autism · confessions · Down syndrome

WARNING: Explicit

AHAHAHAA! You know, you don’t say noddy words, but when you saw that my blog post had a warning on it, you still clicked over here. And probably a lot quicker than if it said, “I’m so awesome” or something. You CHOSE to read this. Now you’re accountable.

I think a lot about words. I always have. I like words. Some swears even. I’ve been thinking about what some choose to believe as offensive or hurtful. I’ve been on both sides of that. You know how much I hate the “r” word, but at the same time, I use words that people find offensive a lot. Nothing too serious, like the F-bomb (have you seen my husband? He looks like an F-Dude, but that has a completely different meaning. I’ve got to get a picture of him on here. It’s so delightful it hurts), but I say things like “crap” and “fart” a lot. Other things I didn’t think were terrible until people brought them to my attention (but honestly, there’s no other word as fitting to describe Kanye West than as a D-bag) I think words only carry the weight we ascribe to them. Gestures, too. I would never in a million years say the “f” word to someone, but I’d flip them off. My friends and family, mostly. I don’t think it’s that terrible. With the some anonymous friends of ours, it’s kind of like the world, “aloha”- we use it for both “hello” and “goodbye”.

Anyone from the street would think that was terrible. It kind of is. But it’s all in context. The kids don’t see it (unless they go through our texts) and it’s kept only between the adults. I don’t see having my middle finger raised at someone who knows I raise it in love is such a big deal. Like I said, it goes back to the weight we (or “society”) gives.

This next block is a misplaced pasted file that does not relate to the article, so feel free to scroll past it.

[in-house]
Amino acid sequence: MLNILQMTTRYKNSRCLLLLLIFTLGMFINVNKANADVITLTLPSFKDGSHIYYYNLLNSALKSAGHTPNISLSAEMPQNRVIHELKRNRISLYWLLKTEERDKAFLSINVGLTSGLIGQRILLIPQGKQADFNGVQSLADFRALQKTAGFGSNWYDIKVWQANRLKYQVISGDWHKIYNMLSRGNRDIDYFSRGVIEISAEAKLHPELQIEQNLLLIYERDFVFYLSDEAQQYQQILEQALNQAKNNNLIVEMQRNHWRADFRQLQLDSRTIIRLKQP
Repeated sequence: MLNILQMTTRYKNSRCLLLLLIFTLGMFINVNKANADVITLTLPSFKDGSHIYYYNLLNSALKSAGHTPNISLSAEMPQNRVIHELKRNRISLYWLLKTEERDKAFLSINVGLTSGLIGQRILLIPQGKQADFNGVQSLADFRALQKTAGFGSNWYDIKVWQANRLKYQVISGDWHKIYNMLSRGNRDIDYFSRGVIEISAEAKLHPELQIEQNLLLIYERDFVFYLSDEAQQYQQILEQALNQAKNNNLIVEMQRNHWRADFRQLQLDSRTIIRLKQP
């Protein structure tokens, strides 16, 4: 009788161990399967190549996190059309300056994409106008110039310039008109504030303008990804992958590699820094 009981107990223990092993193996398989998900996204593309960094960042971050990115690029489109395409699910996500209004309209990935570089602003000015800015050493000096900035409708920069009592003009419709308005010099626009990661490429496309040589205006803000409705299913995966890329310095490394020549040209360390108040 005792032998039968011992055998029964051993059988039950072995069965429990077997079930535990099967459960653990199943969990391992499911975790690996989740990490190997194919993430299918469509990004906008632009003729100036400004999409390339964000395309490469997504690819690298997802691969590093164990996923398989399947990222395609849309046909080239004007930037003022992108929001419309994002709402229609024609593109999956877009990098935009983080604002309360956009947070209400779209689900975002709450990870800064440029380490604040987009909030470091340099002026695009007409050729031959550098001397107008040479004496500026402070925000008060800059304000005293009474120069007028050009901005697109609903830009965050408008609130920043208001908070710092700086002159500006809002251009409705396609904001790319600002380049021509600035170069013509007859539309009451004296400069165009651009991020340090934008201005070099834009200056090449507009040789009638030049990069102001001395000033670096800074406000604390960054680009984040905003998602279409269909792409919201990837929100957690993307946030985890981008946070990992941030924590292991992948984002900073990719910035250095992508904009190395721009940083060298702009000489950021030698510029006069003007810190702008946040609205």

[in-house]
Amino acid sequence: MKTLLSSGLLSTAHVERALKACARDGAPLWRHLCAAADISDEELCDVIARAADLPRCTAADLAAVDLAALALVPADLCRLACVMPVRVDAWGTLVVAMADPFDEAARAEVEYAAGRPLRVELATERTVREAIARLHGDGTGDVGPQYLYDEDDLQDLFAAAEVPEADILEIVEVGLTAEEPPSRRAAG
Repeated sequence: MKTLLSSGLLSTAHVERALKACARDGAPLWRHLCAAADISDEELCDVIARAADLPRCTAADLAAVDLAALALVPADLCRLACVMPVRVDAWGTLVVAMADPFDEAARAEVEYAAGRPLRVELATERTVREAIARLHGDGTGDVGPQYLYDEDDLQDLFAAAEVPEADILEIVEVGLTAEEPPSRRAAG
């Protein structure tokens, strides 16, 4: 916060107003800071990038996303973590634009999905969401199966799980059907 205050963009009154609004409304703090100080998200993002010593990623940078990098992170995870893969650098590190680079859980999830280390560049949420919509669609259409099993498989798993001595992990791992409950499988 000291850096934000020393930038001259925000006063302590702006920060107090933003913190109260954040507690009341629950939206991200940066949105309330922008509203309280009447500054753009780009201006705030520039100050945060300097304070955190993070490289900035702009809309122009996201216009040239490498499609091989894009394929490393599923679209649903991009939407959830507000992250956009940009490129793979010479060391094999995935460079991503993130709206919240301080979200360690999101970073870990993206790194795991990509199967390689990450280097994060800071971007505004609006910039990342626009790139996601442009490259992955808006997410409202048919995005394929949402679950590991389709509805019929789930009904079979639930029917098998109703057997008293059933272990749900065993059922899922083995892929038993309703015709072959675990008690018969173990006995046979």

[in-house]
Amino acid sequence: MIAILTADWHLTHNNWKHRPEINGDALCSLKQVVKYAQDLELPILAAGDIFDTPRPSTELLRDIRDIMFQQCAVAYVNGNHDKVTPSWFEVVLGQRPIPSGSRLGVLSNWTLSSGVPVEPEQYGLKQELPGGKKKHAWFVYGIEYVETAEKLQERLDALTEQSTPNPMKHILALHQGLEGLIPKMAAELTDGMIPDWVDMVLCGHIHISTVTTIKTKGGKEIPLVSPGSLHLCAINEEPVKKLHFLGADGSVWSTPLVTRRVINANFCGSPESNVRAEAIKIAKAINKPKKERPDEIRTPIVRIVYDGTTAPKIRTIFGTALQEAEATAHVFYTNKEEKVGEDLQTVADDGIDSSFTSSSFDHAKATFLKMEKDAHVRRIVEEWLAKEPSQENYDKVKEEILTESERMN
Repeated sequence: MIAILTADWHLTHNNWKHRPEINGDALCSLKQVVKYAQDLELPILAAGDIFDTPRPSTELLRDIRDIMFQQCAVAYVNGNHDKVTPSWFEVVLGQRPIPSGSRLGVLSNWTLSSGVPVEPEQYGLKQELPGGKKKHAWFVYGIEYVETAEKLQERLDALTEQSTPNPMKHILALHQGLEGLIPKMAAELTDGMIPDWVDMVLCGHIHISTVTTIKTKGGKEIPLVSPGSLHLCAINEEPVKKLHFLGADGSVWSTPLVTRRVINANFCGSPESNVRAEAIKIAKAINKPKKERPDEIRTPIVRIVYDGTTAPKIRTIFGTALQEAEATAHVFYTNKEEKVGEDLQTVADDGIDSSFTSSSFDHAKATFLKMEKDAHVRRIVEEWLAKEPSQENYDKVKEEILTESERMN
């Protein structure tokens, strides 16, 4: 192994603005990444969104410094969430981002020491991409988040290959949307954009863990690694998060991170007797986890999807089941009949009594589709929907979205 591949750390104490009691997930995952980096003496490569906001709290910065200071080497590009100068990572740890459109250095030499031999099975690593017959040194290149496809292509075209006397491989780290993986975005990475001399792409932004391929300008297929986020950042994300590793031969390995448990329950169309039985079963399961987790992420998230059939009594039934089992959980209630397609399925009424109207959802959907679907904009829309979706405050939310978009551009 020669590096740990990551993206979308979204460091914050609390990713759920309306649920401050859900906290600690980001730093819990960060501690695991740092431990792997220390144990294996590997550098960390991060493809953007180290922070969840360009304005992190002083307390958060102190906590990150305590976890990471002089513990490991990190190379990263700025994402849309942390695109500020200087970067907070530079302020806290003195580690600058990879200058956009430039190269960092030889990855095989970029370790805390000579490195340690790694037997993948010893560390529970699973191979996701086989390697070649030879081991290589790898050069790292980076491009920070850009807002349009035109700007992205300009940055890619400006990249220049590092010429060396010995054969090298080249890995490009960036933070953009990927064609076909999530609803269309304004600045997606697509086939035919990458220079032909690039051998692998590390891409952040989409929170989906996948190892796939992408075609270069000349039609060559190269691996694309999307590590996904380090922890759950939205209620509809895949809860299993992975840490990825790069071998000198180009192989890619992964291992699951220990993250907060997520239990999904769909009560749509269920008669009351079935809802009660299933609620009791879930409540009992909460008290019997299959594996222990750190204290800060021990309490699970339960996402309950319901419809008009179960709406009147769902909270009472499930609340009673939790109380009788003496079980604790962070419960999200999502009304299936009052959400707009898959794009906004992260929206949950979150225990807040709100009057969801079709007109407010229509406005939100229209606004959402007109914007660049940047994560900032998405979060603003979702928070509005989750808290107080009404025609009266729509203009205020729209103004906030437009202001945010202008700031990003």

I’m getting somewhere with this, I really am. Some words evolve. Much like the “r” word. Back in the day it was used as a way to describe someone of diminished mental capacity. But that word was hijacked and used as an insult, changing the weight it carried to some people. Myself included. For those who don’t have a child with special needs, that weight is different. Some are JUST LIKE the way I am with flipping off my friends. Does it mean that they are worse than I am? Nope. It just means that words have different meanings, and until someone tells them any different, they won’t know the weight that the word carries. It’s like when Carter’s cousin told him about swear words. He came upstairs and asked if “f…” was a bad word. My stomach hit my feet at the sound of my perfect little boy saying such a terrible word. But it wasn’t anything to him because it hadn’t been given meaning (he obviously had blocked out the traumatic McDonalds event of his youth, and I am grateful).

Wow. Way off track today. I’m trying to make a point. In the Down syndrome world, people have VERY strong views on how children with Down syndrome should be called. I get on these boards on Babycenter and one woman had written how she cried for HOURS because the doctor had called her baby a “downs baby”. Apparently they (we?) don’t like that. The rational behind it is that “we” (I guess) want our children to be treated like a child with Down syndrome rather than a child that is ONLY Down syndrome. Does that make any sense? It’s about treating the whole child and not the disability blah blah blah. I really don’t care if you say that Abby is a “downs” baby. Mostly because I know what you mean. I don’t think anyone who calls Abby as “downs” will treat her any worse than someone who uses the politically correct term as “a Down syndrome child”.